In Wilson, for example, analyzing an individual disparate treatment claim alleging discriminatory failure to promote, the Eleventh Circuit rejected the plaintiff's proposed statistical evidence that, during a specified period of time, only two females had been selected to fill forty-four open positions for vice president. 376 F.3d at 1088. "This statistical evidence is not even probative of pretext because [the plaintiff] has not provided any other relevant information, including the number of women who expressed interest in vice president positions." Id. at 1089.

Here, Plaintiffs contend that, since 1991, the City has hired forty-eight Caucasian firefighters, but only five African-American firefighters, that the student firefighter program has resulted in the hiring of only one African-American (who happens to be Mr. Stephens), and that there presently are only three African-American firefighters in the City's Fire Division. (Summ. J. Resp. 4.) Similar to Wilson, however, there is an absence of evidence as to the total number of applicants who applied for firefighter positions with the City's Fire Division and the percentage of African-Americans in that hiring pool. The portions of the record upon which Plaintiffs rely to show a racial hiring disparity either do not mention at all the number and race of the applicants who applied for the various positions ( see Lamar Dep. 35-36), or are conclusory and/or based upon inadmissible hearsay ( see Reeves Dep. 105-07; Ogletree Dep. 55). See also Macuba v. Deboer, 193 F.3d 1316, 1325 (11th Cir. 1999) (To be admissible on summary judgment, evidence "would [have to] be admissible at trial under an exception to the hearsay rule."); Duffy v. Leading Edge Prods., Inc., 44 F.3d 308, 312 (5th Cir. 1995) ("[C]onclusory allegations unsupported by concrete and particular facts will not prevent an award of summary judgment."). Hence, there is not an adequate statistical foundation from which to infer that the disparity between the number of African-Americans and Caucasians employed as firefighters with the City either is or is not probative of racial discrimination. Because the statistics are devoid of any analytical value, this evidence has no probative value on the issue of pretext.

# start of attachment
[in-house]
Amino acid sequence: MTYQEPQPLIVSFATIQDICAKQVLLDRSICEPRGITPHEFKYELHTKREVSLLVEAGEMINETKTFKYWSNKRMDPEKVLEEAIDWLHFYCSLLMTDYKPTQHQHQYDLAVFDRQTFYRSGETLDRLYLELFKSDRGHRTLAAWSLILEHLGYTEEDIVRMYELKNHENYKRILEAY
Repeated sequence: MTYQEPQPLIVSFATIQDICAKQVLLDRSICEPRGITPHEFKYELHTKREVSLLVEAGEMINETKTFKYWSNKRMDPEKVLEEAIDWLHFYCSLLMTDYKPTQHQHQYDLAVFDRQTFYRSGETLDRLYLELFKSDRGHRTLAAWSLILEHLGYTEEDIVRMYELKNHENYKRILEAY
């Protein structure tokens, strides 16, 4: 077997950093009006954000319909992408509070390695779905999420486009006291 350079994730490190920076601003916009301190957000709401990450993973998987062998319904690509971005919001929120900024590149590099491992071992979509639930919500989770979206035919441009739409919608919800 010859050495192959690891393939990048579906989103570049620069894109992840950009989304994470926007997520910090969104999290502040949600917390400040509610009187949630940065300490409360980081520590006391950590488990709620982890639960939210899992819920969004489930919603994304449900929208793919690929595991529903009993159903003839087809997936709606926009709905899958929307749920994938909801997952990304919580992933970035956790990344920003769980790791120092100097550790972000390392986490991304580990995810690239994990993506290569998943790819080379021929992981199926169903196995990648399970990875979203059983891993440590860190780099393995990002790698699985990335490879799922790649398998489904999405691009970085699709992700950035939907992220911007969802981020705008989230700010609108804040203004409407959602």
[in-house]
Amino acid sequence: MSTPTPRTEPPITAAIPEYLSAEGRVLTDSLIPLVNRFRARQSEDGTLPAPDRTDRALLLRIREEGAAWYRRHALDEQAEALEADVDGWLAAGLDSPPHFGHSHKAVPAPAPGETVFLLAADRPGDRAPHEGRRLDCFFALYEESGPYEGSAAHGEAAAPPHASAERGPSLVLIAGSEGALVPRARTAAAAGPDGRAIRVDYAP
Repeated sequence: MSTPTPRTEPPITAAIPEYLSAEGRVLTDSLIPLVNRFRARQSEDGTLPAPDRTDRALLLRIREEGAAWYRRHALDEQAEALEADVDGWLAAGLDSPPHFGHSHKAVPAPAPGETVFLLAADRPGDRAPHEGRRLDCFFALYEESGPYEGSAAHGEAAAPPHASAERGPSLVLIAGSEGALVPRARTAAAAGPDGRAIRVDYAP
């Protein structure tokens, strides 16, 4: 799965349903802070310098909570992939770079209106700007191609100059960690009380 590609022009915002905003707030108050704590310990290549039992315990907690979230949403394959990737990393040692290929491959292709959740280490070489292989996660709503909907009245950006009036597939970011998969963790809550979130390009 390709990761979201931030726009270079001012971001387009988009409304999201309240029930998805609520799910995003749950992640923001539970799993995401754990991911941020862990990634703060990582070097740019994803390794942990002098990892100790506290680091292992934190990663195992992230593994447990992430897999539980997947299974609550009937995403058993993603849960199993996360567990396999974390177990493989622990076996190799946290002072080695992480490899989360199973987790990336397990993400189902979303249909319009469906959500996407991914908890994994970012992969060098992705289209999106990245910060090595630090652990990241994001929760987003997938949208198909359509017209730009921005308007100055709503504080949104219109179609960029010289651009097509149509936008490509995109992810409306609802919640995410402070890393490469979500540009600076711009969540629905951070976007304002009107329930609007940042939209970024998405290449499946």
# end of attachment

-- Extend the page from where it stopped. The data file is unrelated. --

f. Racial Slurs

Plaintiffs argue that they have presented evidence of racial animosity on the part of two of the decision-makers, Mr. Langley and Mr. Lamar, and that discrimination can be inferred from that animus. (Summ. J. Resp. 43.) Specifically, they rely on an affidavit from a former City firefighter, William Felton ("Mr. Felton"), who was employed in the Fire Division from 1974 to 1999. (Felton Aff. (Ex. W to Doc. # 80).) Mr. Felton attests that Mr. Langley and Mr. Lamar "regularly" used the "N-word" when referring to African-American firefighters. (Felton Aff. 1.)

Plaintiffs also rely on an affidavit submitted by one of their colleagues as evidence of racial animosity on the part of Mr. Langley. ( See Horace Clanton Aff. 3 (Ex. V to Doc. # 80); Summ. J. Resp. 11, 52.) It cannot be inferred, in the context presented, that Mr. Langley's statement that other firefighters did not want to work for Mr. Stephens is a statement about race. No reason is given or suggested as to why Mr. Langley said that other firefighters did not want to work for Mr. Stephens. It could be for a reason wholly unrelated to race. There simply is not a sufficient foundation to determine whether the statement is or is not probative of racial animosity on the part of Mr. Langley.